Valerie Hegarty, Watermelon Gothic, 2015, watercolor on paper.W
Valerie Hegarty, Watermelon Gothic 2, 2015, watercolor on paper.
Valerie Hegarty, Glowing Peaches in a Basket, 2015, watercolor on paper.
Valerie Hegarty, Watermelon Head with Banana Smile 2, 2016, glazed ceramic.
Valerie Hegarty, Watermelon Rind with Teeth 1, 2016, glazed ceramic.
Valerie Hegarty, Turnip Skeleton, 2016, glazed ceramic.
Valerie Hegarty, Carrot Skeleton, 2016, glazed ceramic.
Valerie Hegarty, Apple Decay, 2016, and Apple Twisted, 2016, glazed ceramics.
Valerie Hegarty, Wavy Clipper Ship, 2016, acrylic paint and glazed ceramic.
Valerie Hegarty, Bone Clipper Ship 1, 2016, air-dried clay, acrylic paint, armature wire.
Valerie Hegrty, Warped Landscape, 2016, acrylic paint on glazed ceramic.
Valerie Hegarty, George Washington Bust as a Topiary (small), 2016, glazed ceramic.
Valerie Hegarty, George Washington on a Horse as a Topiary (small), 2016, glazed ceramic.
Burning in Water is pleased to present American Berserk, a solo exhibition of new work by the Brooklyn-based artist Valerie Hegarty. The show features a suite of watercolor paintings and four series of ceramic sculptures. American Berserk is Hegarty's first solo exhibitin in New York City since her acclaimed Alternative Histories at the Brooklyn Museum in 2013.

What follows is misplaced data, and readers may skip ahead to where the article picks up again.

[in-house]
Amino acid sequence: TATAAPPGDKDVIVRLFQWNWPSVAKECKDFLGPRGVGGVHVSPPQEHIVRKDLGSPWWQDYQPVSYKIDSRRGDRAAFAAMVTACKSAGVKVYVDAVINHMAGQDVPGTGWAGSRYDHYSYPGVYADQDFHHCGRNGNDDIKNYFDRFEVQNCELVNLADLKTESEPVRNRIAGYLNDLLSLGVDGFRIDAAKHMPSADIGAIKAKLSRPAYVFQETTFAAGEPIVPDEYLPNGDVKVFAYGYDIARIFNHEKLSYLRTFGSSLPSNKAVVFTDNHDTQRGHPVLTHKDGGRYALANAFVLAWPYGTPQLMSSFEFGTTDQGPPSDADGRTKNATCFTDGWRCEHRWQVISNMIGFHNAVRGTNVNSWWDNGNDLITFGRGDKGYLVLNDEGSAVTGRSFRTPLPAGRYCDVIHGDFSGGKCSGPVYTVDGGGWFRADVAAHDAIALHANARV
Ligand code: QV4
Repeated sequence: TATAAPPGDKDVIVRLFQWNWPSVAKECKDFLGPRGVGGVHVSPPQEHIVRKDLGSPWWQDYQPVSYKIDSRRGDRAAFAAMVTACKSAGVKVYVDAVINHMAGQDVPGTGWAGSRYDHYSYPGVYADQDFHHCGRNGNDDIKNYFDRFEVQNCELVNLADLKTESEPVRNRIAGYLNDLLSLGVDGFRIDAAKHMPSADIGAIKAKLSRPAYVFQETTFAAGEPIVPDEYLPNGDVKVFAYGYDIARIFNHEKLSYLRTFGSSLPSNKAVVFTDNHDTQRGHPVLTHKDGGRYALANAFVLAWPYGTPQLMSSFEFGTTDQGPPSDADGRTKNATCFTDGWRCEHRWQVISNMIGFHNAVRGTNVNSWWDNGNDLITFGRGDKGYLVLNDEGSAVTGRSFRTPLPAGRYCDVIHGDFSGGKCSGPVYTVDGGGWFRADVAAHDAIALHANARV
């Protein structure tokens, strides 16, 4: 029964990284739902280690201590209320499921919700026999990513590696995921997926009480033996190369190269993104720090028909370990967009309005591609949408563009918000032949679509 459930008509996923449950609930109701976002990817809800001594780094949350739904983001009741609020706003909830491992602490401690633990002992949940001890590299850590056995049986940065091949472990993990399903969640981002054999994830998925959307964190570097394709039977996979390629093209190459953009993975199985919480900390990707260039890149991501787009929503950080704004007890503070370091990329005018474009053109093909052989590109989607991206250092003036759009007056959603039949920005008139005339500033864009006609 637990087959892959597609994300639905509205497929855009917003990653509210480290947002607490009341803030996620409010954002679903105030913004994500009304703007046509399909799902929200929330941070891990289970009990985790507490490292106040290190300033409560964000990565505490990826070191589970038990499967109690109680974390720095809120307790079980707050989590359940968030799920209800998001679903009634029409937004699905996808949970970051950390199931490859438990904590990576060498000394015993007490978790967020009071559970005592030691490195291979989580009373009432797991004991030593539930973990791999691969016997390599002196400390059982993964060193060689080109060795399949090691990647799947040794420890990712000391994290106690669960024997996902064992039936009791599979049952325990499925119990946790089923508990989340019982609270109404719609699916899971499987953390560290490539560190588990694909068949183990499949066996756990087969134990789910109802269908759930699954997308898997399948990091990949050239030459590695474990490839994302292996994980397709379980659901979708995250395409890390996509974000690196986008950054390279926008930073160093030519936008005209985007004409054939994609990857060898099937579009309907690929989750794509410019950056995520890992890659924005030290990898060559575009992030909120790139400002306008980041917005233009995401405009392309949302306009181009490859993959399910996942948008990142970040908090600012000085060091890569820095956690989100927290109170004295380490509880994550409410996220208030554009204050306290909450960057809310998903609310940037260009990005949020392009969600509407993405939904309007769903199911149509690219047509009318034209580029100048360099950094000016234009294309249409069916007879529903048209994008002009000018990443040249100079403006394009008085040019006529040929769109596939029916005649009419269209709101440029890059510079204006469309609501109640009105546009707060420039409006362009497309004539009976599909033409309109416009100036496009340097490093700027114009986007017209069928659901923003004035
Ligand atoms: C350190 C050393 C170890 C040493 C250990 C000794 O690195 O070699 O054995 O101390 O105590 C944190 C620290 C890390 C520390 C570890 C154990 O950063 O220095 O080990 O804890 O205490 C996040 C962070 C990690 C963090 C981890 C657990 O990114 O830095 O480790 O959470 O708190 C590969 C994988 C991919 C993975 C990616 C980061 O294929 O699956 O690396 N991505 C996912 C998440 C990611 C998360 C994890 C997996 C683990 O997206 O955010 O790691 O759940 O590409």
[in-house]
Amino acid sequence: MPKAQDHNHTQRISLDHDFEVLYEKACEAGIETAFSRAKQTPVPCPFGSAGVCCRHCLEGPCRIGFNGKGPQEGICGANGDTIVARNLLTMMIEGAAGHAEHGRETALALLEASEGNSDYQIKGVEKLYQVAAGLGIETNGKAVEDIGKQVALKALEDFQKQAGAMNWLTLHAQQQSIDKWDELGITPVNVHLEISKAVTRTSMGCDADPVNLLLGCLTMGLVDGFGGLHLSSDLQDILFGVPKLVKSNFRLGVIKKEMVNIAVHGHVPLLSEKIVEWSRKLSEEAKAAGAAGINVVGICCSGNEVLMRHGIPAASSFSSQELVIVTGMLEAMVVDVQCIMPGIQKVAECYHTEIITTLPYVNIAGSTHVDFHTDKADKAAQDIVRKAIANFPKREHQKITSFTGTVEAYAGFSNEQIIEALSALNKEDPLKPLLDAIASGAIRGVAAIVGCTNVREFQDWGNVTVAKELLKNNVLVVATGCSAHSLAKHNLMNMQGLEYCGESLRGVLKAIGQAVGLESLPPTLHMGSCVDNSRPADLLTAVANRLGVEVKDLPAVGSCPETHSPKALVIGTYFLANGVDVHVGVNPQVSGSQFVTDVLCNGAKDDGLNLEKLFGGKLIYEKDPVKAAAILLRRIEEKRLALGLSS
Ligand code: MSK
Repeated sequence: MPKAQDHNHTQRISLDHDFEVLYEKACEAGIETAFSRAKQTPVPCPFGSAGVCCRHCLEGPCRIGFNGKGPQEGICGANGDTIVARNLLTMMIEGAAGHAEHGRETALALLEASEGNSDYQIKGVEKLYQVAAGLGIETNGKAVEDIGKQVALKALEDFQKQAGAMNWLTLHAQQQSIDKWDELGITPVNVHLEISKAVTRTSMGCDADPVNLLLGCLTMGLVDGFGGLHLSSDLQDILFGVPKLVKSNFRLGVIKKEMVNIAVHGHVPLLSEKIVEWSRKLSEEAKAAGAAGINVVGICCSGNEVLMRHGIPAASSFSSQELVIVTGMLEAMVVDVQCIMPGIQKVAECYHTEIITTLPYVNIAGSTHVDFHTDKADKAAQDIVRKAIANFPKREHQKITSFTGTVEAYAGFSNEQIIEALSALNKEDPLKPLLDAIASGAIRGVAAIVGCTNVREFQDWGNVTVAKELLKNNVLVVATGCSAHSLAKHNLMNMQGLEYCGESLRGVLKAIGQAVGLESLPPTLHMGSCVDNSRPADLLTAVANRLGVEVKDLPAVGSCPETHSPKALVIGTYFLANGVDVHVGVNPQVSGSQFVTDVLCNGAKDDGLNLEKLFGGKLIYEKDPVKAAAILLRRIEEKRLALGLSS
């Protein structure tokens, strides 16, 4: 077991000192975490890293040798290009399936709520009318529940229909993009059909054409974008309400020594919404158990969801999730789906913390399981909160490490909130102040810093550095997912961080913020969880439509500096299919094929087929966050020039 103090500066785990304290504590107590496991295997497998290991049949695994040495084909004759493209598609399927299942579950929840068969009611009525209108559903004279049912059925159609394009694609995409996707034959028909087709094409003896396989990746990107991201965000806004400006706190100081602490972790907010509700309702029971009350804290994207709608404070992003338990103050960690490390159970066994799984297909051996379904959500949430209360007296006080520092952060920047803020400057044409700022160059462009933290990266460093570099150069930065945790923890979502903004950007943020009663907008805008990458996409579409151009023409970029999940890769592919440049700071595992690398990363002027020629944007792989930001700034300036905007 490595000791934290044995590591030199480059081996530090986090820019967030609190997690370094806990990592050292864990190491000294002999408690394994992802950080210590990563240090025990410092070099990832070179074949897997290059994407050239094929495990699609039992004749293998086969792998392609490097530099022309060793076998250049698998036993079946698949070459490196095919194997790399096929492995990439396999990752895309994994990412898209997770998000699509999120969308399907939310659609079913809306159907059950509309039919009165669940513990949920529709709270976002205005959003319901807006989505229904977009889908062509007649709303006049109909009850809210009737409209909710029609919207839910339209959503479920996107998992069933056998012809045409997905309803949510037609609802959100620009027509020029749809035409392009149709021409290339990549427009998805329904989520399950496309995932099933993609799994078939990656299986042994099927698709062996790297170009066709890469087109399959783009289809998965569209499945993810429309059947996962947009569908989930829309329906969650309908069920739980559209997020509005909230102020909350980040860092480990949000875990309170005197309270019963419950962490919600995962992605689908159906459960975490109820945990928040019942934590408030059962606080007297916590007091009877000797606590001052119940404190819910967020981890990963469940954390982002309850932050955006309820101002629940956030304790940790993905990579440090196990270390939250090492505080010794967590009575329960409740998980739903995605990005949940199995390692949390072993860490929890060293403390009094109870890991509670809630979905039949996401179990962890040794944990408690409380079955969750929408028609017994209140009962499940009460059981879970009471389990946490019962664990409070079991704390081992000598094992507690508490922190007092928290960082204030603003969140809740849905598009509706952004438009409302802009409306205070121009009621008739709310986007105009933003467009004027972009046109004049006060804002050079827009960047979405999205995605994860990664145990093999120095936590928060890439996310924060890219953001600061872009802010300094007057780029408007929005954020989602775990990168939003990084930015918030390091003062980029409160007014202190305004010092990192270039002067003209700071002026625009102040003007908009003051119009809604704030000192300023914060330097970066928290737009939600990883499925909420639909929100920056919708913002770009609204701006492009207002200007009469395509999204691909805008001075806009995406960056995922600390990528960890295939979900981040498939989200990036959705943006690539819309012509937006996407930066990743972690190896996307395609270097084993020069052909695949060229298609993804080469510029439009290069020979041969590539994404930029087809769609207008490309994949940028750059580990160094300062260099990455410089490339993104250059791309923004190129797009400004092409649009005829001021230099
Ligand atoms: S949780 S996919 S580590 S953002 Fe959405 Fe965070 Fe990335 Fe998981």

Cloaked within allusions to American classicism and evocations of the decorative and ornamental traditions, Hegarty’s work consistently interrogates the darker ramifications of the American Experiment, ranging from the environmental impact of expansionism to the conflicted and repressed dimensions of collective memory.
The title of the current exhibition is borrowed from Philip Roth’s Pulitizer-prize-winning novel American Pastoral, in which Roth defines the inverse of the American pastoral ideal—epitomized by the violence, cultural dissolution and societal upheaval of the late 1960s and 1970s—as the “indigenous American Berserk.”
With the concept of the “American Berserk” as a touchstone, Valerie Hegarty began the body of work in the current exhibition with a series of watercolor paintings that she created during a two month residency at the MacDowell Colony in New Hampshire. Viewed as a whole, the suite of watercolors suggests a fevered, hallucinatory vision of American history examined through the prism of its visual artistic traditions. Still life paintings of fruit evoke the works of Raphaelle Peale, although hints of rot allude to the degradation of the bounty of the American landscape.